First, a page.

Bol Bol was limited to just 268 minutes last season after undergoing left foot surgery in early January.


But Oregon did play the 21st toughest non-conference schedule in the country, according to Team Rankings, which allowed him to face some decent level competition in his mere nine appearances, in which he piled up the numbers.


The son of Manute Bol averaged 28.2 points per 40 minutes on 61% effective shooting and posted a 32.7 PER in 29.8 minutes per game.







































































TABLE 2 - TOP FIVE PLAYERS IN SCORING PER 40 MINUTES IN 2018-2019, AMONG CENTERS RANKED ON ESPN'S TOP 100



ESPN RANK



PROSPECT



TEAM



MIN/GP



USG%



TS%



PTS/40



15



Bol Bol



Oregon



29,8



32



63,2



28,2



23



Mfiondu Kabengele



Florida State



21,6



28,5



59,3



24,5



17



Goga Bitadze



Buducnost Podgorica



23,4



24,7



65,8



24,1



41



Daniel Gafford



Arkansas



28,7



26



65,2



23,6



83



Sagaba Konate



West Virginia



24,1



27,6



54,4



22,6



Source: our stats' database


         

_


He is viewed as a potential unicorn who can offer vertical and horizontal spacing on offense while protecting the rim on defense. But there are questions on if the 7'2 center is suited for the speed and the toughness of the NBA.


Bol can play above the rim as a target for lobs sneaking behind the defense and his massive nine-foot-seven standing reach makes him capable of reaching the ball higher than most opponents in a crowd but he is often lackadaisical with his screening and rarely dives hard down the lane.


The 19-year-old also doesn’t play with much force with his back to the basket, as Bol is unable to set deep position and struggles to create separation on attempts to back his defender down at this point of his development. He hasn’t yet developed power moves, a left hand as an option on turnaround hooks or a patient approach trying to work his man out of position with shot/head fakes and generally shies away from contact.


But his height and overwhelming length, together with soft touch on right-handed hooks and his shooting ability on turnaround fadeaway jumpers, sustained him putting up a credible attempt on just about every other post up touch in the collegiate level, as he shot 44.6% on 56 two-point shots away from the basket.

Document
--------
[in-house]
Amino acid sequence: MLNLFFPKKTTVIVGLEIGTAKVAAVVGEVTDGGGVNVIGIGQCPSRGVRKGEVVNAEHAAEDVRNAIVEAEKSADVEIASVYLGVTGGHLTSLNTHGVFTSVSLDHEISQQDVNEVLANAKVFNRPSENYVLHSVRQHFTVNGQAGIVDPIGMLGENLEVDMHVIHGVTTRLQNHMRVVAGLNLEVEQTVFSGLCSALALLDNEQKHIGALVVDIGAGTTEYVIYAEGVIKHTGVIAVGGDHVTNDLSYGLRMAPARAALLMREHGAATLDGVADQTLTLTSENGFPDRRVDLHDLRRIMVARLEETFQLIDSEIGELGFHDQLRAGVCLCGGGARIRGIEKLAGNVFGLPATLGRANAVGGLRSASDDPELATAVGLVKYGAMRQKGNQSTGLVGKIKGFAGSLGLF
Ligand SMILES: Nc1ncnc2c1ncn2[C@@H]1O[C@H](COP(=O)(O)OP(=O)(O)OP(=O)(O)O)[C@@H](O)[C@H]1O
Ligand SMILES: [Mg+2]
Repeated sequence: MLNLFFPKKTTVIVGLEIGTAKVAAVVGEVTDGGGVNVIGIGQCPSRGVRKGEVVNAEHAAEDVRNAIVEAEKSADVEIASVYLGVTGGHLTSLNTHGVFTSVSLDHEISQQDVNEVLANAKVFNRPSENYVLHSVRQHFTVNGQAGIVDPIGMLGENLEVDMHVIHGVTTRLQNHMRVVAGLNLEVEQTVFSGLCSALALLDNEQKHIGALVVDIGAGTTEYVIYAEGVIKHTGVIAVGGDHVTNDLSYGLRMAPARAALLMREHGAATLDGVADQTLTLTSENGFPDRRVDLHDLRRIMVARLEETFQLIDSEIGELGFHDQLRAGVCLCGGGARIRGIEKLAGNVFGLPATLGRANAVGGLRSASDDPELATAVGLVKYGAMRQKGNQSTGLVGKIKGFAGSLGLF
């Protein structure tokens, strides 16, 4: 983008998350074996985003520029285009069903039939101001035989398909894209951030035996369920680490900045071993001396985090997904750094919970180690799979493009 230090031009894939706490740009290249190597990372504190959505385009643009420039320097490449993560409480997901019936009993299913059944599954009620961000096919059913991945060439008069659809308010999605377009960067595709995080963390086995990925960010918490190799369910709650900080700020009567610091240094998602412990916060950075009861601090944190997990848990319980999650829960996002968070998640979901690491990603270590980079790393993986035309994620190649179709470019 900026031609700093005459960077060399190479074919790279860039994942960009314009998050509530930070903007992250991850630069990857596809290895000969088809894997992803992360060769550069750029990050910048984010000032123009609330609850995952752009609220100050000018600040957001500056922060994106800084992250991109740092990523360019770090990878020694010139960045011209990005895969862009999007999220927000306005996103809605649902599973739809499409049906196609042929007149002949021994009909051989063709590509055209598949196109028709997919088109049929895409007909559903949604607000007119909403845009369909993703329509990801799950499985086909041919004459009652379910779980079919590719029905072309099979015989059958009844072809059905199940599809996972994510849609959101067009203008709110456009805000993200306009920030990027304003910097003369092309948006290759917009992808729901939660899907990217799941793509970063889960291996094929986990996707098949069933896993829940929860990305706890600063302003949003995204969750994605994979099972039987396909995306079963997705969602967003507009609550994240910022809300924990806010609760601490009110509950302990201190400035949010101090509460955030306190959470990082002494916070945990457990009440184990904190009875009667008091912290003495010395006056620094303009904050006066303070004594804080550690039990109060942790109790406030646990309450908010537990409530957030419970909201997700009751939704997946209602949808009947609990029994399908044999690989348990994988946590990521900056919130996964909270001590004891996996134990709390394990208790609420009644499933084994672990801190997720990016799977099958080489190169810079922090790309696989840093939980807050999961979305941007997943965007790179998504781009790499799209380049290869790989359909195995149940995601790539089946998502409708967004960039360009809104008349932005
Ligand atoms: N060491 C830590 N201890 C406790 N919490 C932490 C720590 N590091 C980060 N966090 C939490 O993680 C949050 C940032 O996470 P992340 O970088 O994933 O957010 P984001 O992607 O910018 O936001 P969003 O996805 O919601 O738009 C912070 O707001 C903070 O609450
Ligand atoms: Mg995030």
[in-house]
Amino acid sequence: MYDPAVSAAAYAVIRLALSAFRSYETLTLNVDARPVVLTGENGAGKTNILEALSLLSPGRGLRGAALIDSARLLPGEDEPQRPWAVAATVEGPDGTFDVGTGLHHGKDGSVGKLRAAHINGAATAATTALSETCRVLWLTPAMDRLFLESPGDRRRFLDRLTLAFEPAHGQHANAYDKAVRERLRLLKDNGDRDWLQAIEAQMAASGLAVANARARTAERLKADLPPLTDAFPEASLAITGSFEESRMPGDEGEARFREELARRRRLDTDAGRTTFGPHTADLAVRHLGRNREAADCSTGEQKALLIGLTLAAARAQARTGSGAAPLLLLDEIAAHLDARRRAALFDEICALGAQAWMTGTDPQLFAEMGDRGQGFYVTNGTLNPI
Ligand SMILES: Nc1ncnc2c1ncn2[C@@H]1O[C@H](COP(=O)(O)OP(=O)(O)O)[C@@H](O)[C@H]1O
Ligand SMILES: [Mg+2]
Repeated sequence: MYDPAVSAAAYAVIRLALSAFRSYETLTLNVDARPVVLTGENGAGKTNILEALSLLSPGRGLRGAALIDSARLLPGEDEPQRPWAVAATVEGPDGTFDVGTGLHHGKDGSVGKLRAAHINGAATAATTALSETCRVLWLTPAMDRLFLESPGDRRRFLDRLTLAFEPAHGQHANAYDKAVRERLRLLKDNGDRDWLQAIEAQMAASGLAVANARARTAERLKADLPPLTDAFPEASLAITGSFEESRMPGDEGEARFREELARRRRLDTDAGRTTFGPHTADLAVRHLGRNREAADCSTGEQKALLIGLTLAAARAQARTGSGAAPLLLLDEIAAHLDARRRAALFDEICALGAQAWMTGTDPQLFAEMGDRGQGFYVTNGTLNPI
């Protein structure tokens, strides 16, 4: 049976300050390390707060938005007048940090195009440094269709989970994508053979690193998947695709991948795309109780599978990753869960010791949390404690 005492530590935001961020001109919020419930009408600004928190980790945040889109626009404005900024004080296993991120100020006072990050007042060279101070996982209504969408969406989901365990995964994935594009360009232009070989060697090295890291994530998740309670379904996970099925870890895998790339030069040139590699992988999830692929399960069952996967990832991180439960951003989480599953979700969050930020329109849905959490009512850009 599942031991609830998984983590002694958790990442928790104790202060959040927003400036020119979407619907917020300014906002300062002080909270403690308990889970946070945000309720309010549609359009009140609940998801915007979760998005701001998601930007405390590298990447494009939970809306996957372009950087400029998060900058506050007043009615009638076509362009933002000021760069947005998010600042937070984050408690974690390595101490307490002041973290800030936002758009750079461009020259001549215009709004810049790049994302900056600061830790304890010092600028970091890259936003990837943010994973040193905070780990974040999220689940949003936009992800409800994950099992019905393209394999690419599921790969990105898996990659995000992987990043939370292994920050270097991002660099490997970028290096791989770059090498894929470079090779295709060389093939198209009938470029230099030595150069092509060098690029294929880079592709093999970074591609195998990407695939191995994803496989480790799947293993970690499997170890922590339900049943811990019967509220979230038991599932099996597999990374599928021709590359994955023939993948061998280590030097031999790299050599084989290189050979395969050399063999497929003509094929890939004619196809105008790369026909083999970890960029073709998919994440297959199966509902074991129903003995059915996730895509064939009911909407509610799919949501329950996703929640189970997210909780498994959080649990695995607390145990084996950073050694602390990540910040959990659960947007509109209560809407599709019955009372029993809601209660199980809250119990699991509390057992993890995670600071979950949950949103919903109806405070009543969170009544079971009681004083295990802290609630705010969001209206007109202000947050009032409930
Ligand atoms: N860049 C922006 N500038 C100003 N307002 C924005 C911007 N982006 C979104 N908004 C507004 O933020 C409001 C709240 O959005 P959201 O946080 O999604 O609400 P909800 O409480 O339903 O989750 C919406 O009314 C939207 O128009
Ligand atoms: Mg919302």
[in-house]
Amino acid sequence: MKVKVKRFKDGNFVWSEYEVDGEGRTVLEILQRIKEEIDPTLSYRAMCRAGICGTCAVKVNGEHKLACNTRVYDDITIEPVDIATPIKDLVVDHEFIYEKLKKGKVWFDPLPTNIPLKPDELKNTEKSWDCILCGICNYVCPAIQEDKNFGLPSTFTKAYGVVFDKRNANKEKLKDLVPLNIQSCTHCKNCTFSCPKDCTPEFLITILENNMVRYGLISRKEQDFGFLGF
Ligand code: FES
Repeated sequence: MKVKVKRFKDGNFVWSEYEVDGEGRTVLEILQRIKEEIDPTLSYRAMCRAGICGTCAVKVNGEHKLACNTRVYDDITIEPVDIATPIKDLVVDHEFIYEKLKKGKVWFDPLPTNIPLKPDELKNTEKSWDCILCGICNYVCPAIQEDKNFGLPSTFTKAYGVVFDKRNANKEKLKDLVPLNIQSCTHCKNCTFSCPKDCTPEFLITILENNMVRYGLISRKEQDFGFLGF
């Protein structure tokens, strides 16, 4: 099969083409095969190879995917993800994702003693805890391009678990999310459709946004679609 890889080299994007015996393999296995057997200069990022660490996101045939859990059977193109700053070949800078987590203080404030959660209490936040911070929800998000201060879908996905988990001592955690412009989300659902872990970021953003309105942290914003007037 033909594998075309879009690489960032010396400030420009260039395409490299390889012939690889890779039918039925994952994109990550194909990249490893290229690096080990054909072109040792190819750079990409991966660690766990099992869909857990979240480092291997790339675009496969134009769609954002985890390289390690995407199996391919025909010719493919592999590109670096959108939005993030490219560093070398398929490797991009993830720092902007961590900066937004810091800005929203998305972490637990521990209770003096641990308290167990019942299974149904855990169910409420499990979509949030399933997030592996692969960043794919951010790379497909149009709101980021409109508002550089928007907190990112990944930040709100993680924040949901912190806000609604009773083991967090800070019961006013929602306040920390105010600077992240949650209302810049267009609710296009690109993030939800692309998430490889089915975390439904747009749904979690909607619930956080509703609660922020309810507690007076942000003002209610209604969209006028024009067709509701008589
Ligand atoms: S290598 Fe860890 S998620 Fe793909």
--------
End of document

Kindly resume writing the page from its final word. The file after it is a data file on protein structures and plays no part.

What generates the most interest is his potential as an outside shooter, though. Bol nailed 13 of his 25 three-point shots in college and, as his 75.7% foul shooting (even if on only 37 free throw attempts) substantiates, he certainly has the touch. But his mechanics are quite unorthodox, as he has a low release, launching the ball from in front of his face, pushing the ball out.


The Findlay Prep product can make open looks on spot-ups and as the trailer in transition but struggles to get quick shots up out of the pick-and-pop and against effective closeouts.


Bol can put the ball on the floor against hard closeouts and shows decent coordination for someone his size. He’s even flashed some side-to-side shake on crossovers, spin moves and the ability to high step his way forward on straight line drives.


The Khartourn, South Sudan native of American citizenship lacks explosiveness elevating off one foot in traffic, hasn’t yet developed a stop-and-pop jumper and is prone to having the ball stripped of him on the move due to his loose handle but has shown he is a capable finisher from the in-between area on running floaters and floaters off a jump-stop.


Bol is not as versatile on defense, though.


He is very effective defending closer to the basket, with his nine-foot-seven standing reach making it tough to finish over him when he is well positioned. Thanks to his length and decent leaping ability out of two feet without needing forever to load up, Bol averaged 3.6 blocks per 40 minutes at Oregon.


That said, he is not very energetic coming off the weakside in help defense. Bol is also not consistently diligent and physical with his boxouts. It didn’t cost him in college, as his massive rebounding area helped him collect 25.3% of opponents’ misses when he was on the floor, but figures to become problematic in the pros.


That lack of intensity prevents him from being considered a good option to defend away from the rim as well. Bol is generally lackadaisical with his closeouts at the three-point line and often can’t do so with enough balance to stay in front when he does manage to force that shooter to put the ball on the floor.


Though he is mobile enough to stay close enough to drive drivers from the foul line down, Bol doesn’t figure to be suited to pick up smaller players on switches with any regularity – having rarely shown the sort of flexibility to get down in a stance and the side-to-side quickness needed to keep shifty types in front out in space.


Goga Bitadze (Ranked 17th, Buducnost Podgorica, 19 years old 7’0’, 251 LBS)


Bitadze recovered very well from Kentucky’s destruction of Mega Bemax in the Bahamas in August, when he and the rest of the Serbian team looked undraftable.


The seven-footer started the season in dominant fashion in the Adriatic League and scored a transfer to Buducnost Podgorica in late December, where he had the opportunity to log 13 Euroleague appearances. With the Montenegrin club, Bitadze looked like a high level contributor among Europe’s elite – posting a 23.3 PER in 314 minutes against the best competition in the globe outside the NBA.


The Georgian center had a killer year as a scorer – averaging 1.7 points per shot on 408 total live-ball attempts – thanks mostly to his efficacy out of the pick-and-roll.